Posted in biology, design and architecture, education, museum

Artist in the lab

I found this article about a cool Lab-art-ory, about artist Daniel Kohn’s collaboration with the Broad Institute of MIT and Harvard, a center for genome and biology studies.

As posted on the Kohn Workshop website:

“My conceit is that I can help you do better science,” says artist Daniel Kohn in his fourth floor workspace. And he speaks with confidence and some tangible results under his belt. You might even call them preliminary experimental results.

For the first year, Kohn visited the Broad informally to talk with scientists, and now has a full-blown residency, splitting his time between Cambridge and his home in Brooklyn. For a while, the Broad had some free lab space, which Kohn converted to his art studio. “They were very kind to put up with my mess,” Kohn says. Most of his day-to-day interactions with his new lab mates in the shared space were positive. “I tended not to be exposed to the people who thought I was crazy.”

Kohn’s small workspace – a downsized version of the full lab space he used to occupy in the Broad – is filled with dozens of 8×8″ watercolor sketches exploring the forms of chemical bonds, DNA sequences, and chromatin structure. “They’re not art,” explains Kohn, “they’re thinking drawings.” Despite his humble description, these works are colorful, organic and evocative of the intricacy and messiness of biology.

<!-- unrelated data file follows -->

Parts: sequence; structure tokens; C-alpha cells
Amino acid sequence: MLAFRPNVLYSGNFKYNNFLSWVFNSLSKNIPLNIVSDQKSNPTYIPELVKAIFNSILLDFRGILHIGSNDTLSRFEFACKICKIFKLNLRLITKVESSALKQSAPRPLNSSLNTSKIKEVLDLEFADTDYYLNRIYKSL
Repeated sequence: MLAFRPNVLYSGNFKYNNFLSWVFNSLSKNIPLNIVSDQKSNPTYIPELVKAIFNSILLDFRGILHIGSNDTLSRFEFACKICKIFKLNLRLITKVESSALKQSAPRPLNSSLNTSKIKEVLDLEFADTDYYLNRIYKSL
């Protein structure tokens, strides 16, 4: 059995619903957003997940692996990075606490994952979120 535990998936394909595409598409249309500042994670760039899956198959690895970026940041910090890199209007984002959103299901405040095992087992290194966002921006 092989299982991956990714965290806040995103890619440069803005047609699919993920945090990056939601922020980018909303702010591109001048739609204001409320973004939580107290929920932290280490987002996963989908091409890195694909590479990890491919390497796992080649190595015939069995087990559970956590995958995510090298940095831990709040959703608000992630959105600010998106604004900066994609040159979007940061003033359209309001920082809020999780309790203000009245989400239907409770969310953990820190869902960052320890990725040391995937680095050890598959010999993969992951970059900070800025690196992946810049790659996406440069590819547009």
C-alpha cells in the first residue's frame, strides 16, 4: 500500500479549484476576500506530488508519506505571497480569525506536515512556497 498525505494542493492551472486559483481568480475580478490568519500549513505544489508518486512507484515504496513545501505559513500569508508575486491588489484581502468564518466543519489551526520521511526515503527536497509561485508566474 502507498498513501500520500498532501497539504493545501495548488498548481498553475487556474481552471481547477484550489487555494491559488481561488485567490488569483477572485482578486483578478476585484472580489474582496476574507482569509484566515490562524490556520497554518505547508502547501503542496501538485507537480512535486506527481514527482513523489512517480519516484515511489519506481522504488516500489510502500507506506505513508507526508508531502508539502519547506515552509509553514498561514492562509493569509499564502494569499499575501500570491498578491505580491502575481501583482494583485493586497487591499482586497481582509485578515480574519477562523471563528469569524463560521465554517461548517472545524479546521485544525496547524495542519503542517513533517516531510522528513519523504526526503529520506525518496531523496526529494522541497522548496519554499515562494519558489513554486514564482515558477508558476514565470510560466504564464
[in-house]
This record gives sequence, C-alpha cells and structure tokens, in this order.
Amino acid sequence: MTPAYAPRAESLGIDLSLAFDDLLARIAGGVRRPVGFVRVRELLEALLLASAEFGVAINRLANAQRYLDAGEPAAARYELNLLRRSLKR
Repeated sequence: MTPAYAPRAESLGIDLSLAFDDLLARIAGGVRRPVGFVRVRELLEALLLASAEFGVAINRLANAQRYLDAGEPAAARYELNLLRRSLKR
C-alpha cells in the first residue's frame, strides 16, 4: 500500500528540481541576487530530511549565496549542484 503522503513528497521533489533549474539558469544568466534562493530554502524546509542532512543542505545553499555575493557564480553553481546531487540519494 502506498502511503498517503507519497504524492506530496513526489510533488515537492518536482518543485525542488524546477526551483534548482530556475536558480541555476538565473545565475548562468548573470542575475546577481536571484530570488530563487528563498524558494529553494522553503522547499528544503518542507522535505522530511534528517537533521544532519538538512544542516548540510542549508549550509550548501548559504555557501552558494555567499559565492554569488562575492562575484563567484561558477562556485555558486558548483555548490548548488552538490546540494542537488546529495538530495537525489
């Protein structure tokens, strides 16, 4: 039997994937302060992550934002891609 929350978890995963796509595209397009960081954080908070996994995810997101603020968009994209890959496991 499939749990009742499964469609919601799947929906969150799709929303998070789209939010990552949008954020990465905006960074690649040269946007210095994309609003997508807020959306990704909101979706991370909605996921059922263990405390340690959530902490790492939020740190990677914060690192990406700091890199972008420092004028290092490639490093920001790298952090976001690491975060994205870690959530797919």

Read full article

Read more about Daniel Kohn’s research and art.

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Author:

Beth Kelley is a writer and researcher with an overall interest in how people engage with and are impacted by their environments and vice versa. This has manifested itself in many ways, by looking at creativity, playful spaces and environmental enrichment, sustainability, design research, and integrative and collaborative models of learning such as through play and hands-on learning.